Sister Michelle is my colleague and friend here in Melbourne. She grew up in a family of 8, the daughter of missionaries, in Kenya. Today, she landed in Nairobi along with Kamy Jesse, who, though not yet 21, is on her second major church mission trip since graduation. Together, they are going to help establish a school for very young children in Juba, South Sudan. They will be gone three weeks.
Kamy and Sister Michelle are both tall, with hipster glasses, awesome hair, and dimples when they smile. If they were planning to travel under the radar, I’m pretty sure they will fail.
Having Sister Michelle in my life is like having access to a culture and country I could otherwise only imagine–on-demand, via an IV drip into my veins. Whenever I want, I can press the button and she will thrill me with a story of how she broke coconuts on the ground and drank the juice in Kenya, or what it was like to attend boarding school from the 3rd grade until she graduated.
She tells me words in Swahili and she posts photos on Instagram of exotic foods like Chapati that she is making for dinner.
She shows me how, in Africa, it is customary to wave at people with the back of your hands…the same motion we use to shoo people away from our presence, when they are sending greetings. It is hard to do this without smiling, making a shooing motion at someone vigorously as a means of sending greetings. She told the children at Advent that when she returns she will do this same motion to them, meaning the folks in Juba send their greetings here.
Sister Michelle is beautiful and eloquent and smart. She is a dynamic teacher and planner. We share a wry sense of humor and an interest in dark crime shows; a country-music interest we try to keep under wraps, and a passion for social justice. She sends me funny text messages with hashtags intended to offer me reassurance like #protectingyourstreetcred.
Last year at this time, she flew to Columbus to drive the Ryder truck to Florida with me. I spent our initial time together assuring her that I was impressively organized and poised for this cross-country venture, because that’s how I roll: in an impressively organized manner.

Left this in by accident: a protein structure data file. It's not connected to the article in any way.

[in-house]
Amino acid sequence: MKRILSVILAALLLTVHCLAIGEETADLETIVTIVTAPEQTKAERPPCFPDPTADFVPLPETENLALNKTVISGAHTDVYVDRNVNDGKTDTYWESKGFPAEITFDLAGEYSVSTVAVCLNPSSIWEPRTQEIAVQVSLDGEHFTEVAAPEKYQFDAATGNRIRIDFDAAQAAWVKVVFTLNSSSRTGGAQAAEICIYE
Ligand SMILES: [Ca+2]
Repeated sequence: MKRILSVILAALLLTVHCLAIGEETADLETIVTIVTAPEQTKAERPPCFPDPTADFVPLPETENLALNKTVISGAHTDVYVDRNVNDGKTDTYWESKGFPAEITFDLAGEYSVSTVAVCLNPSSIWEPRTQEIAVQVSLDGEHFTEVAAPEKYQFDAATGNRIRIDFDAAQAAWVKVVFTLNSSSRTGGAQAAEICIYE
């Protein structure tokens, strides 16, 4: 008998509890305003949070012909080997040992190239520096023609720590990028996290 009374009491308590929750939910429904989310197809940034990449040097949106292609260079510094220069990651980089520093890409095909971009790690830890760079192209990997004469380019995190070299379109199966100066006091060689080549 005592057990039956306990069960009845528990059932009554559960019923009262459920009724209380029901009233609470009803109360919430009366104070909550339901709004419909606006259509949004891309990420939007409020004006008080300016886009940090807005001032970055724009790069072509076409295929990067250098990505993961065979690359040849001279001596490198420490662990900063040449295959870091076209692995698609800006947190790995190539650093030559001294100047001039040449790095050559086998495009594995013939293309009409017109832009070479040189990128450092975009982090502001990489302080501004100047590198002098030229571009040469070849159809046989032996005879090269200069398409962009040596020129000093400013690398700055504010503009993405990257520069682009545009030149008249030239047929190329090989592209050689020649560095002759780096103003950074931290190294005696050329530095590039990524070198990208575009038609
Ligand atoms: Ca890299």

By now she has figured out that might’ve been a bit of an overstatement.
We lead children’s chapel for 50 preschoolers together on Wednesday mornings. That is how I learned the hippo song, which, as most songs written for 3 year olds are, has embarrassing full-body motions that go with it and a whimsy that calls all ages to check their inhibition at the door and sing with abandon. I do this more willingly than I like to admit.
I am proud of the work she and Kamy will do in the weeks ahead; the vision of these two gifted women sharing their love with children so far away, who need exactly the gifts they bring, is the stuff from which Award-winning picture books spring.
I imagine them greeting the children with hands that shoo them.
I imagine the ground in Juba shaking as the children learn the hippo song.
I imagine the lists and plans they will create late into the night when the 102° heat finally breaks and their minds are able to focus on the challenges of the day.
I imagine them collapsing onto minimalist cots, embraced so tightly by sleep they awake too early in the exact same position.
We call Michelle, Sister, because she is a consecrated deaconess, meaning she went through particular training, including seminary studies, and has been called to serve in our church in the areas of Word and Service. The distinction between a Deaconess and a Pastor is a fine line and has to do with how a person feels led to use their gifts and live out their call in the world. Sometimes people at our church confuse us, calling me Sister, which is a little funny since she is a good 8″ taller than me, but I don’t mind at all.
If you knew Sister Michelle, you’d know that to be confused with her, is a compliment.
When she reads this she will no doubt be a little embarrassed; she’s not really one to talk about herself a lot. Perhaps she will send me a hashtag greeting like #youareanidiot…and then tell me that in Swahili, this mean that she misses me very much. Or. That it means the exact same thing in Swahili as it does in English.
I cannot believe I serve a church that is invested enough in the world to willingly send two of our gifted women to Juba for the sake of a community of children we do not know. I pray their journey is safe; their mission blessed; their return without complications.
In the meantime, I think about the fact that I am working under our same sun, while they prepare to sleep under our same moon, and I am honored to say that Advent Lutheran Church in Melbourne, Florida shoos our greetings to the community of Juba, from 7,389 miles away, planet Earth.